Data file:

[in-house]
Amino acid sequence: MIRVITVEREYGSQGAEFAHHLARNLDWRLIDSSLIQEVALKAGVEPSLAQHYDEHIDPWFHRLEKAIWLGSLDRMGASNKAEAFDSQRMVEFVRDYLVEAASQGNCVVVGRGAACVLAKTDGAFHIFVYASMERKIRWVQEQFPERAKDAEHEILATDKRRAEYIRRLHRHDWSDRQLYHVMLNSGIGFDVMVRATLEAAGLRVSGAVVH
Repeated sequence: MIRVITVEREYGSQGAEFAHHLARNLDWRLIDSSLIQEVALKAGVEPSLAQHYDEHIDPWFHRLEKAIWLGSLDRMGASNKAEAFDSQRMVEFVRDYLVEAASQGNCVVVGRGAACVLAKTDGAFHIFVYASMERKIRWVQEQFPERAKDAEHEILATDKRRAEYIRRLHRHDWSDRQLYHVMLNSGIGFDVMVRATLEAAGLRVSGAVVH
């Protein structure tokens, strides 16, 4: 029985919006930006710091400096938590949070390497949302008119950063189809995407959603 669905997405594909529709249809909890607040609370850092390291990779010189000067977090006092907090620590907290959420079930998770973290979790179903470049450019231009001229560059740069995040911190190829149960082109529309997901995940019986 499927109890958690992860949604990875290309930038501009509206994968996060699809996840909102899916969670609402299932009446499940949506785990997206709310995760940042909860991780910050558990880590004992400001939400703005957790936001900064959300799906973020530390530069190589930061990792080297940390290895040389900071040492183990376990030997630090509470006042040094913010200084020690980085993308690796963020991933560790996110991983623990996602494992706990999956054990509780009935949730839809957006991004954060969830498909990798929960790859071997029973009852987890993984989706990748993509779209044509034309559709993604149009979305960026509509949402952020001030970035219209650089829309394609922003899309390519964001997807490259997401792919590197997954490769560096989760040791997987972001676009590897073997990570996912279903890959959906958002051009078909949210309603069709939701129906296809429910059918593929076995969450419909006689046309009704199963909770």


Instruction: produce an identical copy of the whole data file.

[in-house]
Amino acid sequence: MIRVITVEREYGSQGAEFAHHLARNLDWRLIDSSLIQEVALKAGVEPSLAQHYDEHIDPWFHRLEKAIWLGSLDRMGASNKAEAFDSQRMVEFVRDYLVEAASQGNCVVVGRGAACVLAKTDGAFHIFVYASMERKIRWVQEQFPERAKDAEHEILATDKRRAEYIRRLHRHDWSDRQLYHVMLNSGIGFDVMVRATLEAAGLRVSGAVVH
Repeated sequence: MIRVITVEREYGSQGAEFAHHLARNLDWRLIDSSLIQEVALKAGVEPSLAQHYDEHIDPWFHRLEKAIWLGSLDRMGASNKAEAFDSQRMVEFVRDYLVEAASQGNCVVVGRGAACVLAKTDGAFHIFVYASMERKIRWVQEQFPERAKDAEHEILATDKRRAEYIRRLHRHDWSDRQLYHVMLNSGIGFDVMVRATLEAAGLRVSGAVVH
């Protein structure tokens, strides 16, 4: 029985919006930006710091400096938590949070390497949302008119950063189809995407959603 669905997405594909529709249809909890607040609370850092390291990779010189000067977090006092907090620590907290959420079930998770973290979790179903470049450019231009001229560059740069995040911190190829149960082109529309997901995940019986 499927109890958690992860949604990875290309930038501009509206994968996060699809996840909102899916969670609402299932009446499940949506785990997206709310995760940042909860991780910050558990880590004992400001939400703005957790936001900064959300799906973020530390530069190589930061990792080297940390290895040389900071040492183990376990030997630090509470006042040094913010200084020690980085993308690796963020991933560790996110991983623990996602494992706990999956054990509780009935949730839809957006991004954060969830498909990798929960790859071997029973009852987890993984989706990748993509779209044509034309559709993604149009979305960026509509949402952020001030970035219209650089829309394609922003899309390519964001997807490259997401792919590197997954490769560096989760040791997987972001676009590897073997990570996912279903890959959906958002051009078909949210309603069709939701129906296809429910059918593929076995969450419909006689046309009704199963909770």